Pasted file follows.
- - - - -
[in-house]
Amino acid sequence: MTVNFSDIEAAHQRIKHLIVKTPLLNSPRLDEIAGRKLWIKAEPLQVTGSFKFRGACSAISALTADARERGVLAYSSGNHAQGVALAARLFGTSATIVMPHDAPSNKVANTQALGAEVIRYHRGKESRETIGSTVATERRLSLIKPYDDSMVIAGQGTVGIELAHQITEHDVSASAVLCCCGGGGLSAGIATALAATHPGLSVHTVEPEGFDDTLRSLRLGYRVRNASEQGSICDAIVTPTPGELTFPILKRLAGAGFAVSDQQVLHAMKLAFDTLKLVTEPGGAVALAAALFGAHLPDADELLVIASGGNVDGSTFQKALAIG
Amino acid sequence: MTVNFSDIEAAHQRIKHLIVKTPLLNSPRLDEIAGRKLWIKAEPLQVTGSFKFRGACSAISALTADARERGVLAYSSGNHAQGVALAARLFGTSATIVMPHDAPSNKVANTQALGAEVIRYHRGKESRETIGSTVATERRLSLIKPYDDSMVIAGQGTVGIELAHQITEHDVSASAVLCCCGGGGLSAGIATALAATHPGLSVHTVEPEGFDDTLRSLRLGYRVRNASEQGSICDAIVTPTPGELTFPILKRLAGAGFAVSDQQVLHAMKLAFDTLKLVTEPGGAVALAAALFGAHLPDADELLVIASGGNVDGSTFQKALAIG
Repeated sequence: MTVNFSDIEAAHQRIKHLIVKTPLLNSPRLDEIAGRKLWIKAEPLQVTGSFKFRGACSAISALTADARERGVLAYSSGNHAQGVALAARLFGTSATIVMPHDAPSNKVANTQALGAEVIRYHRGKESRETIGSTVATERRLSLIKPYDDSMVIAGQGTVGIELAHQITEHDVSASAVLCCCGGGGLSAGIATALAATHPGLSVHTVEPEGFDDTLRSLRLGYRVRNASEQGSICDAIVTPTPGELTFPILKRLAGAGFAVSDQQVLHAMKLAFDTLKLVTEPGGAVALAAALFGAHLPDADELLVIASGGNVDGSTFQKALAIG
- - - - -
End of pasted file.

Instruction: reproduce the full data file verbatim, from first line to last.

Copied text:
[in-house]
Amino acid sequence: MTVNFSDIEAAHQRIKHLIVKTPLLNSPRLDEIAGRKLWIKAEPLQVTGSFKFRGACSAISALTADARERGVLAYSSGNHAQGVALAARLFGTSATIVMPHDAPSNKVANTQALGAEVIRYHRGKESRETIGSTVATERRLSLIKPYDDSMVIAGQGTVGIELAHQITEHDVSASAVLCCCGGGGLSAGIATALAATHPGLSVHTVEPEGFDDTLRSLRLGYRVRNASEQGSICDAIVTPTPGELTFPILKRLAGAGFAVSDQQVLHAMKLAFDTLKLVTEPGGAVALAAALFGAHLPDADELLVIASGGNVDGSTFQKALAIG
Amino acid sequence: MTVNFSDIEAAHQRIKHLIVKTPLLNSPRLDEIAGRKLWIKAEPLQVTGSFKFRGACSAISALTADARERGVLAYSSGNHAQGVALAARLFGTSATIVMPHDAPSNKVANTQALGAEVIRYHRGKESRETIGSTVATERRLSLIKPYDDSMVIAGQGTVGIELAHQITEHDVSASAVLCCCGGGGLSAGIATALAATHPGLSVHTVEPEGFDDTLRSLRLGYRVRNASEQGSICDAIVTPTPGELTFPILKRLAGAGFAVSDQQVLHAMKLAFDTLKLVTEPGGAVALAAALFGAHLPDADELLVIASGGNVDGSTFQKALAIG
Repeated sequence: MTVNFSDIEAAHQRIKHLIVKTPLLNSPRLDEIAGRKLWIKAEPLQVTGSFKFRGACSAISALTADARERGVLAYSSGNHAQGVALAARLFGTSATIVMPHDAPSNKVANTQALGAEVIRYHRGKESRETIGSTVATERRLSLIKPYDDSMVIAGQGTVGIELAHQITEHDVSASAVLCCCGGGGLSAGIATALAATHPGLSVHTVEPEGFDDTLRSLRLGYRVRNASEQGSICDAIVTPTPGELTFPILKRLAGAGFAVSDQQVLHAMKLAFDTLKLVTEPGGAVALAAALFGAHLPDADELLVIASGGNVDGSTFQKALAIG